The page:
Charles Lawler, M.D. a specialty in Internal Medicine, Geriatrics, strives to develop a shared decision-making process in all aspects of medical care. He shared in EEHealth’s Health Driven bog that thanks to smarter health choices, better nutrition, and more access to healthcare, people are living longer. According to the Population Reference Bureau, the number of Americans ages 65 and older is projected to nearly double by 2060 with the age group’s share of the total population rising from 16 to 23 percent.All of this means it’s more important than ever to take steps today, so you age well tomorrow – mind, body, and spirit. The good news is that much of how you age is up to you and the choices you make. Although some factors, such as genetics, may be out of your hands, there are several others that you control, such as maintaining a healthy weight, not smoking, and establishing a strong support system.
Taking steps to age well starts when you’re young. In fact, the earlier you begin, the better off you’ll be later in life. Making healthy lifestyle choices and establishing good habits when you are younger can do a lot of good when you’re older. It’s also wise to take stock of your health on a regular basis. Having a primary care provider, and seeing him or her on an annual basis, can help you prevent disease and chronic health conditions or diagnose disease during its earliest, most treatable stages.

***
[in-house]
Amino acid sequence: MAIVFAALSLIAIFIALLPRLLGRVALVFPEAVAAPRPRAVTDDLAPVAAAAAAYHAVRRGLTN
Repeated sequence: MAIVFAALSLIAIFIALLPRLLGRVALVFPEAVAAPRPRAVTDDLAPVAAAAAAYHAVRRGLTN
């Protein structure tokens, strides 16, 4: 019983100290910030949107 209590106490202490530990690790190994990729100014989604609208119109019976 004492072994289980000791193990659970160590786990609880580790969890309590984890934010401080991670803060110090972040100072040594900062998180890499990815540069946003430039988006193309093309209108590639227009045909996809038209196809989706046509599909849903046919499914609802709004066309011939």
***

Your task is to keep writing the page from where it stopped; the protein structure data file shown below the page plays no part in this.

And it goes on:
Here are eight additional tips to help you age well:
- Watch your diet: As you age, eating a higher nutrient diet can help you stay healthier and feel better. Put the focus on eating vegetables and fruit, lean protein, whole grains and healthy fat. It’s also smart to maintain a healthy weight. That’s because longevity is linked with staying leaner.
- Exercise regularly: The American Heart Association recommends 150 minutes of moderate-intensity exercise each week. This breaks down to five 30-minute workouts. Great options to work up a sweat include power walking, swimming, cycling and strength training.
- Get enough sleep: Most older adults need seven to eight hours of sleep each night.
- Quit smoking: If you need help quitting, consider joining a smoking cessation program.
- Limit alcohol consumption: As you age, consuming alcohol can take more of a physical toll. Consider cutting back or abstaining if you find you don’t feel well after drinking alcohol.
- Take care of your skin: With age, your skin changes and often becomes drier, thinner and more susceptible to damage or skin infections. To help keep your skin healthy, use a gentle, fragrance-free cleanser and moisturizer. Using a humidifier can also help your skin retain moisture.
- Spend time with family and friends: Studies show that people who have a stronger support system with more satisfying relationships tend to experience less age-related mental decline. People who spend more time with family and friends may also have stronger immune systems.
- Keep learning and find new hobbies: Keeping your mind active by learning new things and trying different activities can help it stay sharp as you age. Sign up for a class through your local parks and recreation department or take up a new hobby, such as painting. Now’s the time to explore activities you may have been too busy to try when you were younger.
In addition, schedule a free, confidential, one-on-one mental health assessment or call 630-305-5027.